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It was a very empty office and a mad morning with just Pam and I fielding all the calls, emails and social media enquiries. It was hard to keep up with everything and, as usual, some calls were frustrating wastes of time.
“Your driver wouldn’t let me on the bus at eight thirty with my OAP pass. He said I’d have to pay!” the well spoken old lady sounded incredulous that such a thing would happen.
“We are not allowed to accept those passes before nine thirty,” I explained.
“Poppycock,” she said, “you choose not to accept them and it’s just not good enough. I’m entitled to travel whenever I want. This is a free country.”
“That may be so, but if you want to travel before nine thirty or after eleven at night you have to pay. The local council issue the passes and they make the rules I’m afraid.”
“What rubbish. I’ve used my pass plenty of times before nine thirty and after eleven. I’m going to report you to the court of equal rights. What is your name?”
I’d love to know how she gets on with that. I’m pretty sure a free bus pass is a privilege, not a right and it’s true, the local councils do make the rules and our machines won’t scan the passes outside the valid period. I’m beginning to think I should write a book about our mad customers.

The rain stayed away all day and both sky and river were brilliant blue as I strolled along the boardwalk homeward bound. As I rounded the corner a man untied the tender I often see there and began to row out towards one of the houseboats on the east side of the river. For a while I stood and watched, wondering what it must be like to need a boat to get home each night.

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Saturday morning was even brighter and a gull sneaked into my photo as I stopped on Cobden Bridge to capture the little boats and their reflections in the blue river. The early morning river and the still slightly hazy air of a late summer morning make getting up at five fifteen more bearable somehow. The edges of the rose petals in a front garden, fuzzy with dew, made me smile as I wandered rather sleepily towards the slipway and it seemed the world was a little like me, all slightly blurred edges, somewhere between asleep and awake.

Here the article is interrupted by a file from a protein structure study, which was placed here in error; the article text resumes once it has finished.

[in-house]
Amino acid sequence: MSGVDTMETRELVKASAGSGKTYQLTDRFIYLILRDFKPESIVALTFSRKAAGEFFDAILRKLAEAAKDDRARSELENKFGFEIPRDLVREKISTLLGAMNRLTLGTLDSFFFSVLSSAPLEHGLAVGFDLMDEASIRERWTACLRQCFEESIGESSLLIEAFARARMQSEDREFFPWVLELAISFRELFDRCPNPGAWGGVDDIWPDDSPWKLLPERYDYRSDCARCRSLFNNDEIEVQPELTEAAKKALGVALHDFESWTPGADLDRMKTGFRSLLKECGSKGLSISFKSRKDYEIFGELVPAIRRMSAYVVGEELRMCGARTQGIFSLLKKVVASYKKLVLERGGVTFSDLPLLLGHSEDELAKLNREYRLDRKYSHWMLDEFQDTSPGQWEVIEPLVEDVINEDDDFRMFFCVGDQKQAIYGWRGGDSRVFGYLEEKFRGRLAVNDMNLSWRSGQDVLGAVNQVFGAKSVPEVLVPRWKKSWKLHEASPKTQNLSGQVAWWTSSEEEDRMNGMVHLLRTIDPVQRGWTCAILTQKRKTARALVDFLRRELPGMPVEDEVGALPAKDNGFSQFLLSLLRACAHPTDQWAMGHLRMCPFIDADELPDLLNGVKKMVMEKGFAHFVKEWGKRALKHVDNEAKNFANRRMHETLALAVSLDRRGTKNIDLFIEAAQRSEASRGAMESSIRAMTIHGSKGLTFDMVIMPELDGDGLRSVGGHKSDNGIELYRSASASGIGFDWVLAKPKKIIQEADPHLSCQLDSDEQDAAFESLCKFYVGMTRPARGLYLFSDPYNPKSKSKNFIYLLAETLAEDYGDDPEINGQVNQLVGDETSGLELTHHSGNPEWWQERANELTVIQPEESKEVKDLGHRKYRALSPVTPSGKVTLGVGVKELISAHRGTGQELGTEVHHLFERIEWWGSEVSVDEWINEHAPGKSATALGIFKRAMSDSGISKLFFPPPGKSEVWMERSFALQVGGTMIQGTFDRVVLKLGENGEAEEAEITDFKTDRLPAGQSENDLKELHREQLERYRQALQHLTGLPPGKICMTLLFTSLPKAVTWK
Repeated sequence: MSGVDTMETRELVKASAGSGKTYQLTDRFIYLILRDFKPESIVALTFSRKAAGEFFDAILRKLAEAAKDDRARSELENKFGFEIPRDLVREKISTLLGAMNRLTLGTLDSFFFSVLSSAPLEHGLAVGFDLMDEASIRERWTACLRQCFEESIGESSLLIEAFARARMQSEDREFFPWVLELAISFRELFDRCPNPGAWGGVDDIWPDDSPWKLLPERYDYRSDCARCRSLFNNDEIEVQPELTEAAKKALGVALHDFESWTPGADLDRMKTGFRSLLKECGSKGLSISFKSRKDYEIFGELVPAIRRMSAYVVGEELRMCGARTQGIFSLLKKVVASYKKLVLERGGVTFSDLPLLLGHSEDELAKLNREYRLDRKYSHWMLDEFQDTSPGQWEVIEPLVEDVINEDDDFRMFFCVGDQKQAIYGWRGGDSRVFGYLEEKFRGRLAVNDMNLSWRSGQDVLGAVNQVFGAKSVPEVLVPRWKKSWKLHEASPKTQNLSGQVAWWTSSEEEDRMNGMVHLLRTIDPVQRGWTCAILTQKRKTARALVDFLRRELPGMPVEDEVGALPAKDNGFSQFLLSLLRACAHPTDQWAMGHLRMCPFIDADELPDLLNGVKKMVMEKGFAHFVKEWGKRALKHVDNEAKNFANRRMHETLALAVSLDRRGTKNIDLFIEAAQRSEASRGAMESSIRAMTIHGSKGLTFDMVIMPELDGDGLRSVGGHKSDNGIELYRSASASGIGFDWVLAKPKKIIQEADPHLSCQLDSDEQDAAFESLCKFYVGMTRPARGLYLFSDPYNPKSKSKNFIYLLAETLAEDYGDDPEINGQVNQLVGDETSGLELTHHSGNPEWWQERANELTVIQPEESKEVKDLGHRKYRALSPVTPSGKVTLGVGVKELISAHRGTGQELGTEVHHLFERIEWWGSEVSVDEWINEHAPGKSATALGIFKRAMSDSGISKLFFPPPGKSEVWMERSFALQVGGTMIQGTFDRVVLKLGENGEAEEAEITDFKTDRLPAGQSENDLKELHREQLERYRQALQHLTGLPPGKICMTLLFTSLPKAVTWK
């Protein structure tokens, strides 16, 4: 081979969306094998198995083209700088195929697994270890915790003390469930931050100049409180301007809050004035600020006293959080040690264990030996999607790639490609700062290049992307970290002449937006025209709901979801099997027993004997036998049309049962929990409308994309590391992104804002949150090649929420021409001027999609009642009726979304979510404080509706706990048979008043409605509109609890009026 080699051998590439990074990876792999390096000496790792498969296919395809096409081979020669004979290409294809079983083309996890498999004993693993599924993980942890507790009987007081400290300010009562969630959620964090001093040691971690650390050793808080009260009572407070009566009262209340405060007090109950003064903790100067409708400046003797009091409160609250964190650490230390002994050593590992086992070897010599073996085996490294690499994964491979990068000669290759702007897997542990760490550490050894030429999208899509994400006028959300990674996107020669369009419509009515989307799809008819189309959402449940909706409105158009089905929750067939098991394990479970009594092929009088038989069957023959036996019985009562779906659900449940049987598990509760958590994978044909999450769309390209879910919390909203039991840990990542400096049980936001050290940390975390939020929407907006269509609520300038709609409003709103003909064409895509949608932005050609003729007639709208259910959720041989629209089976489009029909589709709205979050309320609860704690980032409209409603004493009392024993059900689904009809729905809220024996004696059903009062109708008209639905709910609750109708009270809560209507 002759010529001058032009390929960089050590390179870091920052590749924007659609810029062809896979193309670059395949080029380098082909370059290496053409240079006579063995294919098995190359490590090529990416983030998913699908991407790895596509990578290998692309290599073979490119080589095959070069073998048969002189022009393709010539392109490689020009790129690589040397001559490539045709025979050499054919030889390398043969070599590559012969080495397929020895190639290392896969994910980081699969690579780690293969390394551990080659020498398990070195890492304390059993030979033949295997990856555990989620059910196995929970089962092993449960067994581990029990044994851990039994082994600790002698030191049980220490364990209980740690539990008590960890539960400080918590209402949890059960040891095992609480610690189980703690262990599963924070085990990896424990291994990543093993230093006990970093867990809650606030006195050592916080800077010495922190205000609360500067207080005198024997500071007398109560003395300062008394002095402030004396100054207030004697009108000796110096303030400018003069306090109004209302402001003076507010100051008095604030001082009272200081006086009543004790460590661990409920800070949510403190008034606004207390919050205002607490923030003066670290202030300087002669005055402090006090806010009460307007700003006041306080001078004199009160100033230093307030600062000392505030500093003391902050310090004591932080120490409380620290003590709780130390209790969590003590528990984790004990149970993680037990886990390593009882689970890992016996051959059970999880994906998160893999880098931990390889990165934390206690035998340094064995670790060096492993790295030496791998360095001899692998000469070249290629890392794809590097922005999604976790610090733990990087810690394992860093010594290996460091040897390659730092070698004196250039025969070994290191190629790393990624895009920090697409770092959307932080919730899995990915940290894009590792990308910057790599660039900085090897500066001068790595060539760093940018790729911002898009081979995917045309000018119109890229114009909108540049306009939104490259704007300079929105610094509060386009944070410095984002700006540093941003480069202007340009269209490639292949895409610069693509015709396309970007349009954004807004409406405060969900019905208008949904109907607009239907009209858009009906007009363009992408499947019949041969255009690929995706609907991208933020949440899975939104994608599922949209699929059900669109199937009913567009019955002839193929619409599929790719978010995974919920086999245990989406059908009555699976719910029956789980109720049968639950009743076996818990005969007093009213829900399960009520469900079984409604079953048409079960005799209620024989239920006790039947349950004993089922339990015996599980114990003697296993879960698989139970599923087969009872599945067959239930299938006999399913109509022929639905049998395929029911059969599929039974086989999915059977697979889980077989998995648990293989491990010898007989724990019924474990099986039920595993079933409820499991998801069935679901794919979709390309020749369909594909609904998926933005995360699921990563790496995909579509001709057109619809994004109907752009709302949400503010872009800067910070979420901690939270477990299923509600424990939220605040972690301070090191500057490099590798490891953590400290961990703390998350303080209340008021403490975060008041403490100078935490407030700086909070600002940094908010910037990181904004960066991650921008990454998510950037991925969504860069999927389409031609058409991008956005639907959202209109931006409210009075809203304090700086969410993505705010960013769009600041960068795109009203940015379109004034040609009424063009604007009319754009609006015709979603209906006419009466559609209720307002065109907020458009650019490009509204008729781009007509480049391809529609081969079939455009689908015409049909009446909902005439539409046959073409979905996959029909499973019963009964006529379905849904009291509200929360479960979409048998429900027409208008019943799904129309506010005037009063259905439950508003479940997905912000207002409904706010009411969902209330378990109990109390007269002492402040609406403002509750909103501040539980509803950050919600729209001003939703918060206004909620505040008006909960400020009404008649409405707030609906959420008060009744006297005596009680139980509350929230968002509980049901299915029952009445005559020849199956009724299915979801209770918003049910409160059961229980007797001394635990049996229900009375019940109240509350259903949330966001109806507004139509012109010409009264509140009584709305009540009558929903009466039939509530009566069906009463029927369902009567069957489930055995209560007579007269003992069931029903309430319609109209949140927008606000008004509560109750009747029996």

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From the slipway the misty city was topped by the rising sun, rays bursting from it like a child’s drawing. The river was like dark hammered metal and the trees on the horizon layers of grey and black. Along the jetty and past the little boats bobbing gently on the water I went with the sun warming my back as it rose. The steps were bathed in warm light, the scarred bank bereft of trees and shrubs glowed a deep rust. At the top of the steps I turned for one last look at the sun and the puddle of light reflected in the river.

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Then it was on to the office and business as usual. A woman called to ask the number of the buses from Weymouth to Bridport.
“That’s the Coastliner,” I told her.
“Oh that’s the same one I use to get from Bridport to Weymouth.”
Seriously? You think we have different bus numbers for each direction? If only we could say what we really think.

By the afternoon we were into lost property territory. A man had lost a £50 note and wondered if it had been handed in.
“Is he joking?” Mia asked after she’d put him on hold. “He wanted me to phone control to see if they had it. Do you think it’s worth the effort?”
“Call them if you want to hear them laughing their heads off,” I said, “it’ll be a miracle of someone has handed it in though.”
She called, they laughed and, of course, they hadn’t got it but, for once the man didn’t shout or accuse us of stealing it he simply said thanks for trying and put the phone down.

We were still taking about it when the radio playing in the background stunned us all into silence. A plane had crashed onto a main road at the Shoreham Airshow. People had been killed trapped in the fireball in their cars. It was thought pedestrians and cyclists may have been involved and no one knew how many had died. As you probably know, Commando builds aircraft for a living so I’ve been to many air shows in my time. Memories of standing in fields head tilted back to watch planes perform acrobatics in the sky above, my boys beside me oohing and ahhing, made it all more real.

Commamdo was outside when I left the office and CJ was in the back of the car. Obviously, our conversation was all about the Airshow disaster.
“Maybe the pilot blacked out,” Commando said, “there are huge G forces when you do a loop.”
“I heard the pilot survived,” CJ said.
“He must have ejected,” Commando said.

It took a while for me to realise we weren’t headed for home. In fact we were off to town. Commando wanted to pick up a copy of a running magazine with a feature on his running club, The Itchen Spitfires, before they all sold out. As a treat he took us to Costa for a latte. He really knows the way to my heart.

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Published by

Marie

Writer, walker, coffee drinker, chocolate eater, lover of nature, history and the little things that make me smile

9 thoughts on “Singing in the rain and an Airshow disaster”

    1. The sunrises and sunsets are the best part of this time of year and my early shift. Sadly it seems that eleven people died. Most of them were in cars but there were some walkers and cyclists too. Such a terrible accident. amazingly the pilot survived and he didn’t eject. He is still in a medically induced coma and I sure he will be devastated if he does wake up.

  1. Those early morning photos are just lovely.
    And I love the one of the rose, those petals are exquisite.
    Interesting old photo of the timber pond.
    Some people just are beyond belief, I work with my sister and when we were out the other day we sign a which said ‘on no account let an idiot ruin your day, ever’ she said we should hang that up and look at it when we get off the phone sometimes!

    1. The morning views make up for getting up so early. Everything looks better in the morning light. I think I might get myself a sign like that!